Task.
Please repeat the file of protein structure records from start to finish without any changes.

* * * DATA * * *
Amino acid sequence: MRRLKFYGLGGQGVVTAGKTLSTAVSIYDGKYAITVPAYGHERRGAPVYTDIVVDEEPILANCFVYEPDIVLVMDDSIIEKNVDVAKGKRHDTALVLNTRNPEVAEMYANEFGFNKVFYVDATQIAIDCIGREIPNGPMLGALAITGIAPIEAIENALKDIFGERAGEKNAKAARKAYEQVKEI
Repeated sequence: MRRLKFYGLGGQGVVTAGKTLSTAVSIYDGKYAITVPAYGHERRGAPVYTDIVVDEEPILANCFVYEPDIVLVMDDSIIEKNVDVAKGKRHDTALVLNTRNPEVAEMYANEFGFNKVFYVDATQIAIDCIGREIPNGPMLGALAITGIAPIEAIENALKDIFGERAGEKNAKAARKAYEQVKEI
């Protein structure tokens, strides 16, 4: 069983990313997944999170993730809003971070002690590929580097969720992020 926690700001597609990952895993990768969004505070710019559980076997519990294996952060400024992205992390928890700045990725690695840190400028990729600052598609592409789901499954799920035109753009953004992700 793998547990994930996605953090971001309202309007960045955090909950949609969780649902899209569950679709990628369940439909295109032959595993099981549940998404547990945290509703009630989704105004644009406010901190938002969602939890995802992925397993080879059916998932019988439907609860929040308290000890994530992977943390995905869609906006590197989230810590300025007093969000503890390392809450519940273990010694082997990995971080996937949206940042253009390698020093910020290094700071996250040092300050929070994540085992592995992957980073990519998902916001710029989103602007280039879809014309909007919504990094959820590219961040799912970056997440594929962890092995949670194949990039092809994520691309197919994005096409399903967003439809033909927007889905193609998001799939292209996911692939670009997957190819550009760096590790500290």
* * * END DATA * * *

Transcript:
Amino acid sequence: MRRLKFYGLGGQGVVTAGKTLSTAVSIYDGKYAITVPAYGHERRGAPVYTDIVVDEEPILANCFVYEPDIVLVMDDSIIEKNVDVAKGKRHDTALVLNTRNPEVAEMYANEFGFNKVFYVDATQIAIDCIGREIPNGPMLGALAITGIAPIEAIENALKDIFGERAGEKNAKAARKAYEQVKEI
Repeated sequence: MRRLKFYGLGGQGVVTAGKTLSTAVSIYDGKYAITVPAYGHERRGAPVYTDIVVDEEPILANCFVYEPDIVLVMDDSIIEKNVDVAKGKRHDTALVLNTRNPEVAEMYANEFGFNKVFYVDATQIAIDCIGREIPNGPMLGALAITGIAPIEAIENALKDIFGERAGEKNAKAARKAYEQVKEI
């Protein structure tokens, strides 16, 4: 069983990313997944999170993730809003971070002690590929580097969720992020 926690700001597609990952895993990768969004505070710019559980076997519990294996952060400024992205992390928890700045990725690695840190400028990729600052598609592409789901499954799920035109753009953004992700 793998547990994930996605953090971001309202309007960045955090909950949609969780649902899209569950679709990628369940439909295109032959595993099981549940998404547990945290509703009630989704105004644009406010901190938002969602939890995802992925397993080879059916998932019988439907609860929040308290000890994530992977943390995905869609906006590197989230810590300025007093969000503890390392809450519940273990010694082997990995971080996937949206940042253009390698020093910020290094700071996250040092300050929070994540085992592995992957980073990519998902916001710029989103602007280039879809014309909007919504990094959820590219961040799912970056997440594929962890092995949670194949990039092809994520691309197919994005096409399903967003439809033909927007889905193609998001799939292209996911692939670009997957190819550009760096590790500290």